All genders can play sports but around the world, stereotypes keep girls from being able to participate and play. Empowering girls to decide for themselves what they are capable of begins with creating opportunities for them to take part in activities previously kept from them solely based on their gender.
Here are a few countries in which Plan International has used football to empower girls, build their confidence and talk to them about gender equality and girls’ rights.
“At first, in the village, we were criticized. Now, we are appreciated, because we dare to tackle sensitive topics like girls’ education, teenage pregnancies and early marriage. Sport is a way to be respected. At football, we do as well as boys. And now, they listen to us! I never imagined that sport would change my life,” Daouda, 17.
In Benin, Plan International has set up female football teams in multiple communities and regions. Together with local partners, Plan International is strengthening the independence of girls and young women through workshops on equal opportunities and savings groups. It is our hope that young women in Benin are now better equipped to determine their own futures.
“If we as girls receive the appropriate training, this could help us to think differently. I am sure that if we change our mindset, we can have a great future,” Carolina, 13.
As part of Plan International’s Girls Empowerment Through Football project, girls from different communities in Honduras took part in a football tournament. Through the program, the girls developed self-esteem and leadership skills, and learned about gender equality, child protection and how to prevent teenage pregnancies.
Through Child Rights, Protection and Education programs in Bangladesh, Plan International is building the capacity of girls and helping them kick aside social norms.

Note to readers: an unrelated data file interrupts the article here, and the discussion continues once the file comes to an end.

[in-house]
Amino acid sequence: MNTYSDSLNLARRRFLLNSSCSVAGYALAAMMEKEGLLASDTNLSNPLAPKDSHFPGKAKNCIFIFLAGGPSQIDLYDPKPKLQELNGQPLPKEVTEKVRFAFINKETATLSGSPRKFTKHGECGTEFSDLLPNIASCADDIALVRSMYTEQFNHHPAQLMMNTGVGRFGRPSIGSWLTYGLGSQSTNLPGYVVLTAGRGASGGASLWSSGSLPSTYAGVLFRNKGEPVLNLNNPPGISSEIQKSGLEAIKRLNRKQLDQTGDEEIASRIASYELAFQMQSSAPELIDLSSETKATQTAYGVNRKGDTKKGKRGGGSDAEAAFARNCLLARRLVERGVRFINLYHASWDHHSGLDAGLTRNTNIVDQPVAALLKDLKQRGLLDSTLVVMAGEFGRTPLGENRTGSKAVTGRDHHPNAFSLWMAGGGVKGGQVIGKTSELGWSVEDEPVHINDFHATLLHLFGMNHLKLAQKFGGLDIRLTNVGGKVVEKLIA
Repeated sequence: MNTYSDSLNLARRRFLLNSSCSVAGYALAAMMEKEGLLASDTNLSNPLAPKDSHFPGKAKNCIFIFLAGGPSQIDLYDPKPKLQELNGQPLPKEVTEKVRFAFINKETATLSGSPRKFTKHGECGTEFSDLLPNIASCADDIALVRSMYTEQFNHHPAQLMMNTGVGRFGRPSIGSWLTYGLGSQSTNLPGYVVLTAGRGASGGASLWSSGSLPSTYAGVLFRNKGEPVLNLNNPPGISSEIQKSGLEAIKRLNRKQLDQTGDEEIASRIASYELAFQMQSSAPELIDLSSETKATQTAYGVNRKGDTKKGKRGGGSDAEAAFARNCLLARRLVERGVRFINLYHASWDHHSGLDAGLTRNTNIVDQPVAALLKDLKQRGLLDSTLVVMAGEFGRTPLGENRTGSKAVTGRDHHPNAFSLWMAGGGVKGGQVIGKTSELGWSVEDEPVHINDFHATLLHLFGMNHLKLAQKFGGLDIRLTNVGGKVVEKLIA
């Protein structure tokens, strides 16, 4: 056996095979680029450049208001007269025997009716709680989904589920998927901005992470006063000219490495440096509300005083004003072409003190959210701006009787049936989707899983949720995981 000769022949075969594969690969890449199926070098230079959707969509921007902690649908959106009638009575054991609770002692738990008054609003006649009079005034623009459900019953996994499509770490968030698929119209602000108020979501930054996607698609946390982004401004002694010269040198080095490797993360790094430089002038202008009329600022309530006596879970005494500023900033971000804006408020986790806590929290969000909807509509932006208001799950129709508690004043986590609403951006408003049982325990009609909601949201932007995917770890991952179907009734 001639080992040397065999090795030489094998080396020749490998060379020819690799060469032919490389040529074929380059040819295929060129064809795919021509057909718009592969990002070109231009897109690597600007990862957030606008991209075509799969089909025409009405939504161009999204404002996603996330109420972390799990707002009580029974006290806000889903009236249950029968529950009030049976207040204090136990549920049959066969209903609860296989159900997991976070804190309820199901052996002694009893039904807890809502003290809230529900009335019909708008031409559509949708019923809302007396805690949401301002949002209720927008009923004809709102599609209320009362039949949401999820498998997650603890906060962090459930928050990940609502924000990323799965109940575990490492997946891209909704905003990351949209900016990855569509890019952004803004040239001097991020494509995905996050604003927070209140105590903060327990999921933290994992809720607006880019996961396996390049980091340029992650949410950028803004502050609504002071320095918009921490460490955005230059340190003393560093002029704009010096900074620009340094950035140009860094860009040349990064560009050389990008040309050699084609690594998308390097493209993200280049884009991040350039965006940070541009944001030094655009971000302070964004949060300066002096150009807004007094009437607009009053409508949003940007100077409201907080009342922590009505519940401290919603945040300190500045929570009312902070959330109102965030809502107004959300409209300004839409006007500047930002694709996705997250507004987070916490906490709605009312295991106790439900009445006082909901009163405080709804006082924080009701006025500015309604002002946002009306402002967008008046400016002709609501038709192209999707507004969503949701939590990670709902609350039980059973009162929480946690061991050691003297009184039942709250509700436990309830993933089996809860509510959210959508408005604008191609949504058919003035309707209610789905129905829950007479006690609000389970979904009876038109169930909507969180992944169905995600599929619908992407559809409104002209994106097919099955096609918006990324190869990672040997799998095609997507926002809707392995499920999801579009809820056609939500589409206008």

Play materials are being distributed in primary schools and training is being provided so that girls can take part in non-traditional games, especially football. Parents of girls that play football are more likely to allow their daughters to enter higher education, attend a girls club and take part in other social events.
“Besides regular discussions, we also have recreational activities and life skills training workshops and demonstrations,” Nyalat, 15.
Nyalat fled South Sudan with just her younger sister and is now living in a refugee camp in Ethiopia. She’s an active member of an adolescent girls’ club, and is determined to end child marriage and domestic violence in the camp.
Plan International is working in the camp on Child Protection, Education and Youth programs and is committed to ensuring that girls in the camp are supported. Through the creation of safe spaces, girls are able to spend time with their friends and play sports.
“Football has allowed me to be financially independent. I am now an employee at the Sports Secretary, a regular guest player and an occasional sports teacher,” Josilda, 22.
Josilda joined one of Plan International’s local programs when she was 12. In addition to football classes, she participated in women’s rights and gender equality workshops. At one of her tournaments she caught the attention of a professional coach who invited her to join a specialist sports school.
Plan International supported Josilda by providing her with a scholarship that enabled her to accept the invitation. “When I got my scholarship to go to the sports school, I started believing in myself and resolved that it was worth committing myself to my passion.”
Help kick aside gender norms
Sometimes, achieving equality starts with simply being able to kick a ball across a field. Through our work, it is clear that sports can help build confidence and the leadership girls need to be able to stand up for their rights.
Plan International works around the world to advance children’s rights and equality for girls. And through our Because I am Girl initiative we are empowering girls to decide their own futures. You can help us reach even more girls by supporting our mission to make gender equality a reality.